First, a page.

Van Huss: Well, thank you. Those are kind words. But I worked with AFP. I worked with Tory and James and Andrew Ogles before Tory came along. But I always respected AFP and now it’s easy to respect an organization when your values line up.
I was a policy champion for AFP the last two years. I might have been every year, but I think they only gave out trophies the last two years, so I know for sure I got two trophies in the last few years.
I appreciate the values that AFP brings to the nation, because now that I work for them, I know what they do. But to Tennessee, I always respected the lobbyists, and we aligned on 98 percent of the issues that we had.
And so AFP is an amazing organization, and I’m happy to be working for AFP and also for our freedom for moving government out of people’s lives with AFP.
Leahy: Former executive director Andy Ogles is in studio with us. He wants to say hello.
Ogles: Well, good morning. How are you?
Van Huss: Oh hey Andrew how are you doing?
Ogles: Doing well. When I was working with AFP, there was this cadre of conservatives that you could always rely on when it came to low taxes and less government. And you, by far, were at the top of that list.
Van Huss: Well, thank you. That’s kind of you to say, Andrew, I didn’t know you were in there and I gave you a shout-out. (Laughter) I think one of the coolest battles we had was the repeal of Common Core.
That was 2014 or 15. And that was an amazing battle that we had. An AFP was right there with us, only to find out I’m going to throw a bomb in here.
My daughter started kindergarten this year, so I’m now in the public education system in Tennessee, and only to find out she brought home Common Core and literally it said Common Core in her homework. So there’s a bomb for you, but we’re looking into it now.
Leahy: It’s interesting you say that, and I’ll get to that in a bit. The difference between what the state legislature thinks it’s told the Department of Education to do and what actually happens, there’s a big difference there. And we’ve seen that in numerous instances.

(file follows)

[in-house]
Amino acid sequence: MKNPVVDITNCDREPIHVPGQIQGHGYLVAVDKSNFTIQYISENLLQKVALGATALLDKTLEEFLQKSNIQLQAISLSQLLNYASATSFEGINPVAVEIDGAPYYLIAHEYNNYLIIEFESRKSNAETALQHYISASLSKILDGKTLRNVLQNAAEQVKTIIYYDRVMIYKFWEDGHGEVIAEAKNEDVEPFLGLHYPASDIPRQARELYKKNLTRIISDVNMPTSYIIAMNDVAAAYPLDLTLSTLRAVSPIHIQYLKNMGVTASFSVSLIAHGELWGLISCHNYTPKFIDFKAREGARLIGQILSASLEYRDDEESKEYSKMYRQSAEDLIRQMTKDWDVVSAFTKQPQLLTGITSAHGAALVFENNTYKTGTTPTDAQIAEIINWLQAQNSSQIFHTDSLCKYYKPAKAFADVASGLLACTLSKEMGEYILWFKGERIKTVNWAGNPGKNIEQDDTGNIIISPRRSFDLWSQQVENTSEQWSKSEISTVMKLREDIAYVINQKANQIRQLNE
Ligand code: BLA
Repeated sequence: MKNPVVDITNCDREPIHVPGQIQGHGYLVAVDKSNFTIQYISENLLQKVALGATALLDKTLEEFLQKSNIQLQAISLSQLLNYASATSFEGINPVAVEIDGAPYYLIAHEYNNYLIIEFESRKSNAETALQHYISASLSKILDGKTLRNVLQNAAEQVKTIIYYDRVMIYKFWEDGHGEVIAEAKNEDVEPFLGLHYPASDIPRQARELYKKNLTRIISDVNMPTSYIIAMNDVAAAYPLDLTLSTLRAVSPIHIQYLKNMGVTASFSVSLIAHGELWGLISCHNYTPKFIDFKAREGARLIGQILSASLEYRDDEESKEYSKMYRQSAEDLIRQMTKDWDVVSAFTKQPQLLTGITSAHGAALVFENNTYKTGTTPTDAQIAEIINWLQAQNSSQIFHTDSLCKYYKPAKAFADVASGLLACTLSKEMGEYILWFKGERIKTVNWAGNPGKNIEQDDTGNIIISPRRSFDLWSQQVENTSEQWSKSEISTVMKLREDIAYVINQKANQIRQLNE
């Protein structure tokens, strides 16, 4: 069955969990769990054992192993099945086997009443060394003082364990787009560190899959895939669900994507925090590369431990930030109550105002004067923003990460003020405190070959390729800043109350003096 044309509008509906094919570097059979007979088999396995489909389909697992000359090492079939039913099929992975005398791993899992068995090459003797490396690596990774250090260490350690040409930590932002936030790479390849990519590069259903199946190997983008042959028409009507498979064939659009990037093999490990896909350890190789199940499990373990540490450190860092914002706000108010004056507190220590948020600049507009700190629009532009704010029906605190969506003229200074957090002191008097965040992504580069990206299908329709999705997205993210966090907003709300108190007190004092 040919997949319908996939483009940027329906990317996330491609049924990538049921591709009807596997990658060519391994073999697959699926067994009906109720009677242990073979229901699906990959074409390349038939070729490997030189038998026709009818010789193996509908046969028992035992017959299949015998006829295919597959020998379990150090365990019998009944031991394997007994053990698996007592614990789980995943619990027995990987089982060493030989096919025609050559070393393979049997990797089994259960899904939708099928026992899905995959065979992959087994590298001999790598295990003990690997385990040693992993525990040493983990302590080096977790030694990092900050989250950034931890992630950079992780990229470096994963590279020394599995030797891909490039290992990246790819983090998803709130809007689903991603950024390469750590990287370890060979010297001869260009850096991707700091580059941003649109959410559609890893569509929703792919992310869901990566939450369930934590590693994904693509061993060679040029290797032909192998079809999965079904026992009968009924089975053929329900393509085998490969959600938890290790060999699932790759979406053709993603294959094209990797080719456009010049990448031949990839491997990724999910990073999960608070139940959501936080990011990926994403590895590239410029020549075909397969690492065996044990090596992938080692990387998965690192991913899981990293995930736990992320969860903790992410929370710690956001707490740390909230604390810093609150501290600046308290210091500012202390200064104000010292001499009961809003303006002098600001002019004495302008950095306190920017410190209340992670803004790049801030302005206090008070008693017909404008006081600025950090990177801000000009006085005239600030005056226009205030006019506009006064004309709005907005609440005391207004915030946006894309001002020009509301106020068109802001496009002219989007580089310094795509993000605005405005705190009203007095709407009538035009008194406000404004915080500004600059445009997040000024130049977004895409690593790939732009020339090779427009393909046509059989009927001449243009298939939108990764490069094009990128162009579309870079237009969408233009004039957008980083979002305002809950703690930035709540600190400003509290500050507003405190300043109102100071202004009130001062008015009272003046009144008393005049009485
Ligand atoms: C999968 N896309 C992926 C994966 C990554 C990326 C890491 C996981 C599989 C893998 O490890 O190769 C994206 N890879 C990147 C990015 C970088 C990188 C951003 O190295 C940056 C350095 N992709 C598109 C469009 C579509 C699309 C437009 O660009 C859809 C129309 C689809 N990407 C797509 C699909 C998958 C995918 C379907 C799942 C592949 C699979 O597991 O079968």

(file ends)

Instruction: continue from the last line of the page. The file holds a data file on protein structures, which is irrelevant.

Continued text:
I want to go back to your situation. Micah. You served in the Tennessee General Assembly for eight years. You’ve been out for a bit. What’s the difference between being in the Tennessee General Assembly and engaging with it from the exterior?
Van Huss: Absolutely. The easy answer. My least favorite thing as a politician was sticking my hand in front of somebody’s face while they’re eating their breakfast with their family and saying, hey, look at me.
I didn’t really say that literally. I said, hey, I’m Micah Van Huss. I would always ask for their vote or a donation or come work for me. I always hated it, I guess the easy way to say it is being the center of attention.
I didn’t really like that but also interrupting people’s lives to say, hey, look at me. I hated that. Now working for Americans for Prosperity, I get to do the same thing.
Except for saying, hey, once you help our community, and that is a whole lot easier than being self-centered about how you do it. So I really enjoy the aspect of asking people to help their community rather than hey, help me.
Henry: And I hope one thing that Michael can lend to this training, which, by the way, will start at 5:30 p.m. It will be at the Elks Lodge number 72, which is in 485 Oak Meadow Drive in Franklin, Tennessee.